And finally, this is Jon. Jon's a hero in my book. Jon was born with cystic fibrosis, and Jon tells the story about how health care is the most important thing to him in the world. It's more important than salary, it’s more important than his job, it’s more important than friends. Right, he struggles every day to live, and the only way he lives is because he's able to take medications that allow him to continue to breathe, that allow his lungs to continue to function amid this crippling disease and diagnosis.
Jon's on the Affordable Care Act, and Jon will tell you just as plainly as Josh and Isabelle that without the Affordable Care Act, he would die - not two years from now, not three years from now. Jon would die within a matter of weeks because without his medications, he cannot live.
It's not hyperbole to suggest that the absence of the Affordable Care Act is a matter of life and death. Jon will tell you without the Affordable Care Act, he doesn't have insurance. Without insurance, he cannot afford the medications to keep him alive. Without the medications to keep him alive, Jon disappears from this earth.
These are real people, and I care about them because I know them and I’ve gotten the chance to meet Jon and Isabelle and Josh. You've got these people in your state as well. My Republican colleagues have just as many of them.
Some of the biggest numbers in enrollment in the Affordable Care Act aren't in states represented by Democrats. They're in states represented by Republicans. And this mythology that the Affordable Care Act hasn't worked or that it's in some death spiral, it's just political rhetoric. It's not true. This is an AP fact check story from today, I believe. Here is the beginning of it. It says President-elect Trump says the health care law will fall of its own weight. House Speaker Paul Ryan says the law is in what the actuaries call a death spiral. Senate Majority Leader Mitch McConnell says that by nearly any measure, Obamacare has failed. The AP says the problem with all these claims is that they are exaggerated, if not downright false.
The Affordable Care Act has not failed for the 20 million Americans who have insurance now because of it. The Affordable Care Act has not failed for the millions more who are paying less because insurance companies can no longer discriminate against you if you have a preexisting condition. The Affordable Care Act has not failed for seniors all across this country who are on Medicare and are paying less for prescription drugs.
There is no doubt that the Affordable Care Act isn't perfect. Medicare wasn't perfect when it was passed. We amended that sucker 18 different times. The Affordable Care Act needs to be amended and perfected as well. But if you really care about people instead of political headlines, then the prescription here is simple. Stop. Take a step back. Don't lurch the entire health care economy into chaos when you don't have to.
I'm pretty sure that Donald Trump is going to be president for the next two years. I'm pretty sure that Republicans are going to control the United States Senate and the House of Representatives for the next 24 months. You've got time. You don't need to prove some point to the political talk show hosts and the conservative radio commentators. You can step back and rescue these real people from the fate that you were about to subject them to, by instead of engaging in a partisan repeal with no replacement for what comes next, reaching out across the aisle to try to work with Democrats to try to fix this law.
I've been here for the last six years. I was part of the passage of this law when I was in the House of Representatives. And I have listened to my colleagues say literally tens of thousands of times in Washington and across the country that their priority was to repeal and replace this law. I watched on TV our President-elect say in response to a question about the process for health care repeal going forward, “No. We're going to do it simultaneously, repeal and replace the law. It will be just fine. We're not going to have like a two-day period, and we're not going to have a two-year period. Well, there's nothing. It will be repealed and replaced.”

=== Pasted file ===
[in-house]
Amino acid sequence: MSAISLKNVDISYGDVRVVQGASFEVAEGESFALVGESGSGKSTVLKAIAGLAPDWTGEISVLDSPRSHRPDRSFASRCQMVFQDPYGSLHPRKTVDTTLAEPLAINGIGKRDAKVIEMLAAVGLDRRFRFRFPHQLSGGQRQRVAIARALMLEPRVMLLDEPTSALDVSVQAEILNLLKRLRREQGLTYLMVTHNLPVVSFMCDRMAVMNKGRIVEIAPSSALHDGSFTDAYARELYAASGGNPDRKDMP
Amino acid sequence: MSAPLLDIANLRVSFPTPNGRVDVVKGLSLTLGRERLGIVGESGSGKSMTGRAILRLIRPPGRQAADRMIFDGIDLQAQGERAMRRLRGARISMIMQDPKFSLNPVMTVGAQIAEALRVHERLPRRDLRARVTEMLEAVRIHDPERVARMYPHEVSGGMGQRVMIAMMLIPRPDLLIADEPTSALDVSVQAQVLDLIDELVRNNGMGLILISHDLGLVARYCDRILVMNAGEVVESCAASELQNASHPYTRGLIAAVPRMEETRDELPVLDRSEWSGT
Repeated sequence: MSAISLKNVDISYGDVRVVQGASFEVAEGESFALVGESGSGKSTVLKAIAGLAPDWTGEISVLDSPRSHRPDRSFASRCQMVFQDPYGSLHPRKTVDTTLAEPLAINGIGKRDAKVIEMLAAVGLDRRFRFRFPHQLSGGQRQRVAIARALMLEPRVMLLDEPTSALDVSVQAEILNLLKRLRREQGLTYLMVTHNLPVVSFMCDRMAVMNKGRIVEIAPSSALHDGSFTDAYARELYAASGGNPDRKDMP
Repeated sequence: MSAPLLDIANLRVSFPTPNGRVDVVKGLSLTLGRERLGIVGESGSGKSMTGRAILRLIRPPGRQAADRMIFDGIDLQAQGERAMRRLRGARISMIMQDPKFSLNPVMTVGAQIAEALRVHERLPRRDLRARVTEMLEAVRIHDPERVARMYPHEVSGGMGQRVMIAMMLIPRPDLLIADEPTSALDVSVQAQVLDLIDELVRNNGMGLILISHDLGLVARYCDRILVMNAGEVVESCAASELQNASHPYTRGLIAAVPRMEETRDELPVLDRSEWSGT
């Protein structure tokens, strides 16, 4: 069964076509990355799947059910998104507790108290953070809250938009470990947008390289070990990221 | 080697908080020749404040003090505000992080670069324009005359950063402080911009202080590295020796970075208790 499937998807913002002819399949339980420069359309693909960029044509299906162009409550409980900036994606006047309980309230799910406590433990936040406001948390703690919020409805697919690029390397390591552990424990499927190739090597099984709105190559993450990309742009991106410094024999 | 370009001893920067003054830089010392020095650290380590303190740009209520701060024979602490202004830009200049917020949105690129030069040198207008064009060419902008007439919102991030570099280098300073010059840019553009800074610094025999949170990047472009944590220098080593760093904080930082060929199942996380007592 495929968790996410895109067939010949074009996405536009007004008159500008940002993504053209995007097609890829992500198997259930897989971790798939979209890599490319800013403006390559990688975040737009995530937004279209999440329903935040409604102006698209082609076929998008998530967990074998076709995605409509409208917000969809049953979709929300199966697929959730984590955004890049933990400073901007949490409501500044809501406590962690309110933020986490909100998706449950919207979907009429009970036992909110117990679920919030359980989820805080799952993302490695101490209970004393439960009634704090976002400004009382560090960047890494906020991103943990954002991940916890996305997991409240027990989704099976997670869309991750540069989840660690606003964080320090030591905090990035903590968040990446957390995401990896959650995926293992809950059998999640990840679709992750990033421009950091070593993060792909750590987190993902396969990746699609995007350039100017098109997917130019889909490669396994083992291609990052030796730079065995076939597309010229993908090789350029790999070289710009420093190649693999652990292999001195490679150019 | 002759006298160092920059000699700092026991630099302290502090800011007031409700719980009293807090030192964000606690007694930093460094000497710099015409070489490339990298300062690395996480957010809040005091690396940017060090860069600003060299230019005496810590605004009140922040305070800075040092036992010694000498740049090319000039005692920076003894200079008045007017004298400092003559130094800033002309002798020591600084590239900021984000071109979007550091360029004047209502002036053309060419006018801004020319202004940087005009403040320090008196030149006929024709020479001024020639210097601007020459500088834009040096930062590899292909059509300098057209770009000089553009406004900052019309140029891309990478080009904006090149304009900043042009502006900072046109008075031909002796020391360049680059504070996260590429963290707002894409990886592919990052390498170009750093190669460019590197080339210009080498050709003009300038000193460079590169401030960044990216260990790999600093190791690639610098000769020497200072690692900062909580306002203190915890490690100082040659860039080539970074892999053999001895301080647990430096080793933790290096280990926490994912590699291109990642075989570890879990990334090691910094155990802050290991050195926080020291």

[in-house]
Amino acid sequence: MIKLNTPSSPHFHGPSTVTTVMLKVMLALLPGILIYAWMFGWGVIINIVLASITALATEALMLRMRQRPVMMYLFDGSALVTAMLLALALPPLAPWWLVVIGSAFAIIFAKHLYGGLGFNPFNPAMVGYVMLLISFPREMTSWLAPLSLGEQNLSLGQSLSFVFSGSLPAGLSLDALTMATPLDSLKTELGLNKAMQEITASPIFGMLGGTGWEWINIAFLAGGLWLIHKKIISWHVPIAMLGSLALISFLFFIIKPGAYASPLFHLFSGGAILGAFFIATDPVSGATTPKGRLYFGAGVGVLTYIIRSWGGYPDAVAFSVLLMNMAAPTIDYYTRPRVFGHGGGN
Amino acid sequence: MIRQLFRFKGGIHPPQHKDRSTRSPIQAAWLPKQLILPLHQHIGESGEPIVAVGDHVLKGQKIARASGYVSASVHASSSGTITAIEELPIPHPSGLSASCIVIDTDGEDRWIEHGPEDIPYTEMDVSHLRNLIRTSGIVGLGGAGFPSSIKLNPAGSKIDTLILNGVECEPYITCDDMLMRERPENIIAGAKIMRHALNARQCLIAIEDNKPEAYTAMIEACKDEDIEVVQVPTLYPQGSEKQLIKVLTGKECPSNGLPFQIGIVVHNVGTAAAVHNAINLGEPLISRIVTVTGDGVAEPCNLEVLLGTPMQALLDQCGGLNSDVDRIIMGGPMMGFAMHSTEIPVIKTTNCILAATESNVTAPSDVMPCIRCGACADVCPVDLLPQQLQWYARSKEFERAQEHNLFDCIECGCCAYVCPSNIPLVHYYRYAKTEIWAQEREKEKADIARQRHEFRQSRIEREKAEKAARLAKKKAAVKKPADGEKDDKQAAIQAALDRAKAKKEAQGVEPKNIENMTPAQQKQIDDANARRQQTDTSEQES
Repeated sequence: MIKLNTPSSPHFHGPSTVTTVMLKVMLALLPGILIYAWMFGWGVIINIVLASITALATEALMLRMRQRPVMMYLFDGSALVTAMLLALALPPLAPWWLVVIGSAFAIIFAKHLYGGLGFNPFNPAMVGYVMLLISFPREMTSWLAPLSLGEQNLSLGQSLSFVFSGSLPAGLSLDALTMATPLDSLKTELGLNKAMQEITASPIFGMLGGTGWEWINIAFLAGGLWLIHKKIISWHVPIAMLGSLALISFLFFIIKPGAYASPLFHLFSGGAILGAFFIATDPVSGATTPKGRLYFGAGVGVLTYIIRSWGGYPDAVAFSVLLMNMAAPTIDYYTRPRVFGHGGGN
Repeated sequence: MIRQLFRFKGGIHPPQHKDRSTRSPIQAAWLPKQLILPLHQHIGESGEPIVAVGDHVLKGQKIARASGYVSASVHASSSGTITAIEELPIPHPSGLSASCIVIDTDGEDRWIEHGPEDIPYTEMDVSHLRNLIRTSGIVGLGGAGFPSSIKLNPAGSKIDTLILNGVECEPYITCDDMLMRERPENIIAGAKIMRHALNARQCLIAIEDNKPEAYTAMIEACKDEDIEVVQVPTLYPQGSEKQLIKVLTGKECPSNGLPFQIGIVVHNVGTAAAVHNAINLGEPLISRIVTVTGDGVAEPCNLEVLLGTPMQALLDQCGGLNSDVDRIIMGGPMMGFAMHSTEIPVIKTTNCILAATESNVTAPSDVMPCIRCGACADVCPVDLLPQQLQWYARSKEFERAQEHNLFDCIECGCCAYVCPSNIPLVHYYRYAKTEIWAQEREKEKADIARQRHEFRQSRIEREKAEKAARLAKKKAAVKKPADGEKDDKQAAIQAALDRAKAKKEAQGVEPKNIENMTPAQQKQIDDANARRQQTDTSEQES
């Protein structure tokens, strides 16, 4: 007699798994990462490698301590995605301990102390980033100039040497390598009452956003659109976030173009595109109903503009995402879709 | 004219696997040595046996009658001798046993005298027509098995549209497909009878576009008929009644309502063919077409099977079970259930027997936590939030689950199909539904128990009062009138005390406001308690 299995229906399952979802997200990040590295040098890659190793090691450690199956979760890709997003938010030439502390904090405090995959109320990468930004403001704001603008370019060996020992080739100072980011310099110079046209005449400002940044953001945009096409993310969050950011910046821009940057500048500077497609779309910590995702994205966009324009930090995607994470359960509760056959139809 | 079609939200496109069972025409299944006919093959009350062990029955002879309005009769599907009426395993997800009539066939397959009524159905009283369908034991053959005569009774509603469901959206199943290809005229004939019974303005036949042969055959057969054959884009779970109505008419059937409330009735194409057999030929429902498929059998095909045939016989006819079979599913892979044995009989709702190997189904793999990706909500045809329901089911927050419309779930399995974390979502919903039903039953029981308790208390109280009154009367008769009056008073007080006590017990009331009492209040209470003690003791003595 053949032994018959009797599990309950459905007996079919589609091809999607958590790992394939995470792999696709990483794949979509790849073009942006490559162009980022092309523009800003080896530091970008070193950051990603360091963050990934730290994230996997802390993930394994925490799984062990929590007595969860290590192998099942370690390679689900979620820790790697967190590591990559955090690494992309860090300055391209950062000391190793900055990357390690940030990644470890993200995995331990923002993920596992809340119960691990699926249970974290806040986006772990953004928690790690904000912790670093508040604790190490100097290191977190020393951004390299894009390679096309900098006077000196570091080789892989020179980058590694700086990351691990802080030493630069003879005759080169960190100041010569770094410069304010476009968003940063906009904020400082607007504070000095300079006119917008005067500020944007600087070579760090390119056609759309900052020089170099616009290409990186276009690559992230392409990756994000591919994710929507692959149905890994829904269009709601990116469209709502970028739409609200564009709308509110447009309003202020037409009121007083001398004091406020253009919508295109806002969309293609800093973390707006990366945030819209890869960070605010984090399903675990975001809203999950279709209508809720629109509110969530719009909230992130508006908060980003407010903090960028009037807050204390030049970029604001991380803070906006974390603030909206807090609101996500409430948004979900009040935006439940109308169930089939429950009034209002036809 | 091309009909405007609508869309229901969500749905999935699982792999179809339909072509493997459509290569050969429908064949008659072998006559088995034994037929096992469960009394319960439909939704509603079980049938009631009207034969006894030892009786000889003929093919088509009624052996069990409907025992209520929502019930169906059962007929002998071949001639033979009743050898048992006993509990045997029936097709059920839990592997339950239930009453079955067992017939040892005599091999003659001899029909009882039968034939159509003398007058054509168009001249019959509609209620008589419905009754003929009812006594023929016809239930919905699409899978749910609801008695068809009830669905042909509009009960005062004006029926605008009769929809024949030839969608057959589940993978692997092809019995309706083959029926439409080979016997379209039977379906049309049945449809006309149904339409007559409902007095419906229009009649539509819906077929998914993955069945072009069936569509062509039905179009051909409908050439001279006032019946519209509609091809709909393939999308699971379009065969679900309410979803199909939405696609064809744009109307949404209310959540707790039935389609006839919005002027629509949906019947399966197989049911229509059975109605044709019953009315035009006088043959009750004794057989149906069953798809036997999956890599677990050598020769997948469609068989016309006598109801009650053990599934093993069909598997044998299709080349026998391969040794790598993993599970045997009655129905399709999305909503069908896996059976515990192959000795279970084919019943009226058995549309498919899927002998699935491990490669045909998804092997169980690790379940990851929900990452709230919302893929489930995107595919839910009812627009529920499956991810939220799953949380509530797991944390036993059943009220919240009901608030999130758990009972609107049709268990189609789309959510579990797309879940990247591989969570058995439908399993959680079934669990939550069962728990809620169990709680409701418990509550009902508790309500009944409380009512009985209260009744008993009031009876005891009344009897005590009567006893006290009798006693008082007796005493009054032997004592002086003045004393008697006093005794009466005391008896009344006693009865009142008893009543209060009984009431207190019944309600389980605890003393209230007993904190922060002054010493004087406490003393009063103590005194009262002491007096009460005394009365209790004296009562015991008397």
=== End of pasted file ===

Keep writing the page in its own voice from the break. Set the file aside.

There won't be a two-day period in between repeal and replace. And that's what I’ve heard from my Republican colleagues. So put your vote where your mouth has been because the alternative is a death spiral. The Associated Press calls and says that no, the Affordable Care Act is not in a death spiral. But those same health care economists that are quoted in that story will tell you that if you repeal this bill without any replacement for what happens next, that's what creates the death spiral. Why? Because when you put a clock ticking on the life of the Affordable Care Act, then a couple things happen.
First, people who need some procedure done, they rush into those exchanges and they drive up the actuarial costs. Insurers look at themselves and say why would I hang around for that, and they bolt. So if the Affordable Care Act falls apart, you telegraph to people that you've only got a year or two years left.
You don't have to do this. You don't have to visit that kind of harm on real people. And I know that's not why Republicans ran for office. I know that we have philosophical differences on how to get health care to people, about how to insure more people. But let's sit down and figure out a middle ground so that we can save the lives of all these people who are relying on us.
This is extraordinary what we are doing right now. This is absolutely extraordinary. We got sworn in less than a week ago, the new President has not even been inaugurated. There isn't even a, there isn't even a conceptual plan for what will replace the Affordable Care Act. And we are rushing forward with repeal. There is an enthusiasm to this cruelty that's hard to understand.
And so I hope that some of the Republicans who just in the last 24 hours have called for a delay in this debate are heard by Republican leadership. I know that Democrats will continue to be on this floor to make this case. And I guess I still am optimistic enough about what is still a pretty broken town, that in the end my Republican friends aren't so cold hearted, aren't so barbaric as to take away insurance from people like those that we've been talking about here today when there is an alternative, when there is another way, when there is no political imperative to do this kind of damage to people right now.
I yield the floor.